But now?

For those of you that are arachnophobic– I’ll give you fair warning before the pictures. And there will be some pictures– later.

First off, I’d like to announce that I was, once upon a time, totally freaked out, squealing in my high-pitched girl voice about spiders. I hated them all, equally. Then I married JB and we kind of came to some sort of television show trade-off agreement. For every DIY/decorating/landscaping show I made him watch, I had to to watch some sort of Discovery/National Geographic/NOVA special.

It ended up being a win/win: because each of us had at least been exposed to these topics,
I was able to convince him that we could do our own plumbing, and he was able to convince me that the common brown snake is better left alive.

Which is why, when I noticed a black spider sparkling motionless betwixt my kitchen window and the screen one morning, I didn’t scream. It’s also why I knew exactly what she was, even without seeing the red hourglass. Know thy enemy.

A mouse? A mouse and I would have been at my Mama’s house. But a spider with venom more toxic than a rattlesnake, watching me watch her while I sipped thoughtfully on my coffee? This wasn’t a freak out moment (there was a pane of glass between us, after all). Lesson 1– fear isn’t logical.

Alright my arachnophobic friends, you might want to slowly back away now. Me? Either I’m getting braver in my advancing years, or I’m starting to suffer from testosterone poisoning.

First off, non-histrionic knowledge is power. So very carefully using google– and avoiding all information delivered by sites related to pest control companies– I found information.

Um, each egg hatches 200-900 little baby spiders. Holy shit, that’s enough to make one pack up and leave, hunh? However, the babies are cannibals, so most of them simply don’t survive. That cannibal information is the bit that most of the pest companies leave out, by the way.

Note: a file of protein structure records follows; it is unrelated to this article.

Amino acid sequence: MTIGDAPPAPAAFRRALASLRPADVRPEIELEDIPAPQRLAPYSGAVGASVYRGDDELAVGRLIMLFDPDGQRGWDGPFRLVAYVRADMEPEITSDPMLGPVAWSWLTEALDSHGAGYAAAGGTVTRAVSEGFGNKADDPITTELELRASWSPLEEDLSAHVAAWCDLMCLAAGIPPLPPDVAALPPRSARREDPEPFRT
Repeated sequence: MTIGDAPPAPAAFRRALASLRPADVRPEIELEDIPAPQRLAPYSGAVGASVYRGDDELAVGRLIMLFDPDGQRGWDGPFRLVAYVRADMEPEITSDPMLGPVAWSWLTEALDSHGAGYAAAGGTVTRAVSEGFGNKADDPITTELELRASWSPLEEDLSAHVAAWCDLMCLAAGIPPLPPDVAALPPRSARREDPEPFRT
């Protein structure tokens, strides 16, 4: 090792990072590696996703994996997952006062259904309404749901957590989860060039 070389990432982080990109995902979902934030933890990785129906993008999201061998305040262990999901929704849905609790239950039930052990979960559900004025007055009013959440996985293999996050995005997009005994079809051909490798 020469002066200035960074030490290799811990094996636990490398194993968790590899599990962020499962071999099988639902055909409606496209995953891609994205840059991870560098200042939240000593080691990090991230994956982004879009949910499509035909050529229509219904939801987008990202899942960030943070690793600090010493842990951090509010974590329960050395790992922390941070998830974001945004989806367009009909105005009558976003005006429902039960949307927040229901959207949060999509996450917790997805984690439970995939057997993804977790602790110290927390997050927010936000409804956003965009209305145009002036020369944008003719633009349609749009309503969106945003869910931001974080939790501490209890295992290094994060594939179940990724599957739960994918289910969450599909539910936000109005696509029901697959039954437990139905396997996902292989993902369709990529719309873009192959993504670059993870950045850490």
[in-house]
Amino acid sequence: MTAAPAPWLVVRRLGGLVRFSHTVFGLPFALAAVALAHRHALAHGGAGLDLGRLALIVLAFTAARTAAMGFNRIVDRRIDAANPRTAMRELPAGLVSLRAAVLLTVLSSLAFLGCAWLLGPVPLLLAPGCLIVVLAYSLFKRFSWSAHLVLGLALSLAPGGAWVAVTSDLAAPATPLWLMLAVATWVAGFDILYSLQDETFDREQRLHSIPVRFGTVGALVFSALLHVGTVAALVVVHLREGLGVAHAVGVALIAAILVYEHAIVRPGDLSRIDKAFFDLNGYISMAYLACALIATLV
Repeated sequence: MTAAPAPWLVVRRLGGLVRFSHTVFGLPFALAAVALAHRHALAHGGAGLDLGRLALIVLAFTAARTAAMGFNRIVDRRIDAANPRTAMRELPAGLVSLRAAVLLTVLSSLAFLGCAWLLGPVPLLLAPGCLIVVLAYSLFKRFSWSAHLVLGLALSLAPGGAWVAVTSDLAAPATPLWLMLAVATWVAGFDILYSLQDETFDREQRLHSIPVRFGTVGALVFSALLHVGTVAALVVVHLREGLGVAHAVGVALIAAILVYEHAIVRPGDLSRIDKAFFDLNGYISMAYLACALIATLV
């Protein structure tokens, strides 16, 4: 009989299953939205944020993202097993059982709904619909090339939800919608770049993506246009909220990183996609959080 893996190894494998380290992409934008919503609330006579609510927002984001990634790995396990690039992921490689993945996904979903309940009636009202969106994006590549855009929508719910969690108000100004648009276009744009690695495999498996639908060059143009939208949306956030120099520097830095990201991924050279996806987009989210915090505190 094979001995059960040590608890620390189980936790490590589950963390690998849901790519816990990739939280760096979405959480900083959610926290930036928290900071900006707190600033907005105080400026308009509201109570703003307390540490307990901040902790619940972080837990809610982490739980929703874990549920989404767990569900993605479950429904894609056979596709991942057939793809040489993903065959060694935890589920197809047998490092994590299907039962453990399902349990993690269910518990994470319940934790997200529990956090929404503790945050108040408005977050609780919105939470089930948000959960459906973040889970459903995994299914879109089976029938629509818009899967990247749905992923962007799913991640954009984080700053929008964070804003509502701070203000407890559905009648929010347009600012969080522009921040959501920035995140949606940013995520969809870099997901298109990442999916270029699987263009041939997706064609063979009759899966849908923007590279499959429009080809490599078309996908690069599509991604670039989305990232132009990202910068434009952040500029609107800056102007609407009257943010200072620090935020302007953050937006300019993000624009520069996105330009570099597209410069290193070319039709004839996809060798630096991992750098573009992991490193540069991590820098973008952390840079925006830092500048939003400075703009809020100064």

Based on where I am finding the concentration of my little shiny black friends, I think I actually got a picture of the hatchlings right at their birth. Sadly, I only got two before I heard Elliot– from his inflatable pool- say “Mommy, I got your phone”. The spiders were forgotten as I tended to my Precious.

How perfect is it that they are on a bottle of Johnson and Johnson baby shampoo? If only I could have OCD’ed this shot– but if you click and enlarge it, you can see what I’m talking about.

Then there was Charlotte, aka Kitchen Window Spider. I think she’s young-ish, based on the size of the other’s I have seen.

Dude, I was all tap, tap, tapping on the window to get a good picture of her. Because I am, apparently a moron. Or in such desperate need of an adrenaline rush that pissing off a really venomous spider was just… well, exciting.

Or it was exciting–when it was just 2 of them. Finding a ginormous one, protecting eggs at the ground below the kitchen window? Kind of dampening the excitement. Then finding Daddy Black Widow– poor guy, already slated for death and I did him in before he get some– in the sandbox was just anticlimactic. (Ha-ha— get it?)

Now I’m just annoyed. Tonight I killed 11 or so, in various dark locations around the back yard. I crushed their eggs, too. Also, when one’s can of chemical spider killer runs out, vinegar does a decent job of stunning them so you can squash them with the back end of a shovel.
And the whole time, JB thought I was doing my scheduled run, saying as much when I came inside, sweating like a… well, someone who had been running.

Naw, no running for me today. I was outside killing some stuff.